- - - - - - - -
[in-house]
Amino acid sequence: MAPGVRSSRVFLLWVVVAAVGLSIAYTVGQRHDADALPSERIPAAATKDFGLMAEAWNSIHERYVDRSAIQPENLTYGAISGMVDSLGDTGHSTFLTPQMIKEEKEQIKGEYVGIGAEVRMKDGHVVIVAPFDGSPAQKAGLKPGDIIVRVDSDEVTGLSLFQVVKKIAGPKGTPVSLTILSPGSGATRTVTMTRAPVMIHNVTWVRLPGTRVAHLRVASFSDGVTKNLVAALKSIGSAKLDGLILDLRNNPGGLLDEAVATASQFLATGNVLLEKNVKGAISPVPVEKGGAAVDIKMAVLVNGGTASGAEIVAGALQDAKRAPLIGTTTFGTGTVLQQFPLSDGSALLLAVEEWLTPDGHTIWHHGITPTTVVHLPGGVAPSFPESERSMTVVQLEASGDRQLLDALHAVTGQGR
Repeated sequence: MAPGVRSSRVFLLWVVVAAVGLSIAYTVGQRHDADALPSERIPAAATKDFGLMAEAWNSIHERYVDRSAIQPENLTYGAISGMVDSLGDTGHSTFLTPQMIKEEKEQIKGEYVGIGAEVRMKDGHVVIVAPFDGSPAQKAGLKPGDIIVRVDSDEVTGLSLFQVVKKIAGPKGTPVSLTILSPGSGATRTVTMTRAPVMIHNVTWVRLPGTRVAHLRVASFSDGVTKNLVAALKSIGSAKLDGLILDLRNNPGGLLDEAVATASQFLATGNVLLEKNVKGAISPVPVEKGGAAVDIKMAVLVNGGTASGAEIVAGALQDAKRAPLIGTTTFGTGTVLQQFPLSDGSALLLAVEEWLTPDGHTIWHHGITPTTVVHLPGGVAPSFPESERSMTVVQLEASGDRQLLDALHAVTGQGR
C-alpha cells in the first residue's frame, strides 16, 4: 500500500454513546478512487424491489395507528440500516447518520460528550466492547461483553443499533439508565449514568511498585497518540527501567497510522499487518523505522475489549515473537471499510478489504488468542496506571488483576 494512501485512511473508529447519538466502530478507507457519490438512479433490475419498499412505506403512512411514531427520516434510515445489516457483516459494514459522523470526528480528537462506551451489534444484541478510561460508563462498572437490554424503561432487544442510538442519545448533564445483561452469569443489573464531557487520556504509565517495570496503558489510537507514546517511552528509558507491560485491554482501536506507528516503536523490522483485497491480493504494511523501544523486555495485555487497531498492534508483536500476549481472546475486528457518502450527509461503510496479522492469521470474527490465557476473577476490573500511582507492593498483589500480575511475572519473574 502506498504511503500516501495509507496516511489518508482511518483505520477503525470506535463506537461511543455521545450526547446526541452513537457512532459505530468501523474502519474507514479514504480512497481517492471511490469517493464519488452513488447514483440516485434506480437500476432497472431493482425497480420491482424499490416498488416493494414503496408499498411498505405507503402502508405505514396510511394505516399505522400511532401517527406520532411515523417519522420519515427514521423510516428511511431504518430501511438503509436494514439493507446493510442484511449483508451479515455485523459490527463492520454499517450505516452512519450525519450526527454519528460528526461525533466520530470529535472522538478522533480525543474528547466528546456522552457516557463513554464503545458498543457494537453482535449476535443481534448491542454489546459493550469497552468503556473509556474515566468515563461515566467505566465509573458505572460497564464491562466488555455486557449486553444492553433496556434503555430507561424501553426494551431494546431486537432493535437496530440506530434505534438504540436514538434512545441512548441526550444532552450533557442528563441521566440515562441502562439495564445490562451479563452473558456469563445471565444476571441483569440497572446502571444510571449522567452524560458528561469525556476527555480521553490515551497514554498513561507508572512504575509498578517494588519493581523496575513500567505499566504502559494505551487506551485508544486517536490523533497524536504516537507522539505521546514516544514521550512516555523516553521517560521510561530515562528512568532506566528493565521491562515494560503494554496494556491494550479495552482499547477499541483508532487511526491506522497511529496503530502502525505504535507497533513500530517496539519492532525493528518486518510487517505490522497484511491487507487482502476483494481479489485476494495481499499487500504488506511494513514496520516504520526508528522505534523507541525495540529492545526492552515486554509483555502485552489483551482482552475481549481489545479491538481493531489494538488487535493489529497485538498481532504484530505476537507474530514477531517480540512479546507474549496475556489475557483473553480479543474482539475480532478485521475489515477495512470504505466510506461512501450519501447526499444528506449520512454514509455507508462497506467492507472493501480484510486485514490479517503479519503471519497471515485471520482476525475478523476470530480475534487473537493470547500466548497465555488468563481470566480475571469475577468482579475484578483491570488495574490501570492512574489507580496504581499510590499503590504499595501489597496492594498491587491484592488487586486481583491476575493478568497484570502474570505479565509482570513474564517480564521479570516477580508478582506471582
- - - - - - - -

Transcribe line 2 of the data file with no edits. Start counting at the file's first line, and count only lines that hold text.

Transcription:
Amino acid sequence: MAPGVRSSRVFLLWVVVAAVGLSIAYTVGQRHDADALPSERIPAAATKDFGLMAEAWNSIHERYVDRSAIQPENLTYGAISGMVDSLGDTGHSTFLTPQMIKEEKEQIKGEYVGIGAEVRMKDGHVVIVAPFDGSPAQKAGLKPGDIIVRVDSDEVTGLSLFQVVKKIAGPKGTPVSLTILSPGSGATRTVTMTRAPVMIHNVTWVRLPGTRVAHLRVASFSDGVTKNLVAALKSIGSAKLDGLILDLRNNPGGLLDEAVATASQFLATGNVLLEKNVKGAISPVPVEKGGAAVDIKMAVLVNGGTASGAEIVAGALQDAKRAPLIGTTTFGTGTVLQQFPLSDGSALLLAVEEWLTPDGHTIWHHGITPTTVVHLPGGVAPSFPESERSMTVVQLEASGDRQLLDALHAVTGQGR